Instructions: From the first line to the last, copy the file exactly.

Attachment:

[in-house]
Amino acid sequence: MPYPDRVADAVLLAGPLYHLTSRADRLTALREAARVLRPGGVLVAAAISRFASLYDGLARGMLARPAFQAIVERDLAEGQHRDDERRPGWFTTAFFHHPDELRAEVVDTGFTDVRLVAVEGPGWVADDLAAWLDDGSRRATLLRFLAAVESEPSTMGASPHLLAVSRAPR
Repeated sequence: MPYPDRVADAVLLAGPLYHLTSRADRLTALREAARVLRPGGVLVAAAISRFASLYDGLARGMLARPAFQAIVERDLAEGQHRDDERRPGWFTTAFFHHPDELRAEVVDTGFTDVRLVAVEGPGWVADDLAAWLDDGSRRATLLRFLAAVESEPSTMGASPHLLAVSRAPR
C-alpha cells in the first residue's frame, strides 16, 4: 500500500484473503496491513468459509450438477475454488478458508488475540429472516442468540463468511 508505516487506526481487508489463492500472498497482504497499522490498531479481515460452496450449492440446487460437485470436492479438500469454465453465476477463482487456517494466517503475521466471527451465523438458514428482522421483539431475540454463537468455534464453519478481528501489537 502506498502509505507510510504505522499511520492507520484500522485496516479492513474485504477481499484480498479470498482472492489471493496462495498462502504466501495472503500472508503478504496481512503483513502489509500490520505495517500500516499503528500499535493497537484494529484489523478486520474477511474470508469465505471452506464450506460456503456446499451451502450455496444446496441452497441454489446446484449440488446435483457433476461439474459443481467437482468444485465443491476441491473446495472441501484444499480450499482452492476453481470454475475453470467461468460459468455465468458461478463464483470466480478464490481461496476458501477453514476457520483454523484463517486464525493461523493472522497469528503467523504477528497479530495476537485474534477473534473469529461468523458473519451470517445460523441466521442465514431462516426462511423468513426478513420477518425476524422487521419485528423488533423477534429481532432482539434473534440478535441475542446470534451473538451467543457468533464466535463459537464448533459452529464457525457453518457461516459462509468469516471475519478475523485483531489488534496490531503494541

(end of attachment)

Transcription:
[in-house]
Amino acid sequence: MPYPDRVADAVLLAGPLYHLTSRADRLTALREAARVLRPGGVLVAAAISRFASLYDGLARGMLARPAFQAIVERDLAEGQHRDDERRPGWFTTAFFHHPDELRAEVVDTGFTDVRLVAVEGPGWVADDLAAWLDDGSRRATLLRFLAAVESEPSTMGASPHLLAVSRAPR
Repeated sequence: MPYPDRVADAVLLAGPLYHLTSRADRLTALREAARVLRPGGVLVAAAISRFASLYDGLARGMLARPAFQAIVERDLAEGQHRDDERRPGWFTTAFFHHPDELRAEVVDTGFTDVRLVAVEGPGWVADDLAAWLDDGSRRATLLRFLAAVESEPSTMGASPHLLAVSRAPR
C-alpha cells in the first residue's frame, strides 16, 4: 500500500484473503496491513468459509450438477475454488478458508488475540429472516442468540463468511 508505516487506526481487508489463492500472498497482504497499522490498531479481515460452496450449492440446487460437485470436492479438500469454465453465476477463482487456517494466517503475521466471527451465523438458514428482522421483539431475540454463537468455534464453519478481528501489537 502506498502509505507510510504505522499511520492507520484500522485496516479492513474485504477481499484480498479470498482472492489471493496462495498462502504466501495472503500472508503478504496481512503483513502489509500490520505495517500500516499503528500499535493497537484494529484489523478486520474477511474470508469465505471452506464450506460456503456446499451451502450455496444446496441452497441454489446446484449440488446435483457433476461439474459443481467437482468444485465443491476441491473446495472441501484444499480450499482452492476453481470454475475453470467461468460459468455465468458461478463464483470466480478464490481461496476458501477453514476457520483454523484463517486464525493461523493472522497469528503467523504477528497479530495476537485474534477473534473469529461468523458473519451470517445460523441466521442465514431462516426462511423468513426478513420477518425476524422487521419485528423488533423477534429481532432482539434473534440478535441475542446470534451473538451467543457468533464466535463459537464448533459452529464457525457453518457461516459462509468469516471475519478475523485483531489488534496490531503494541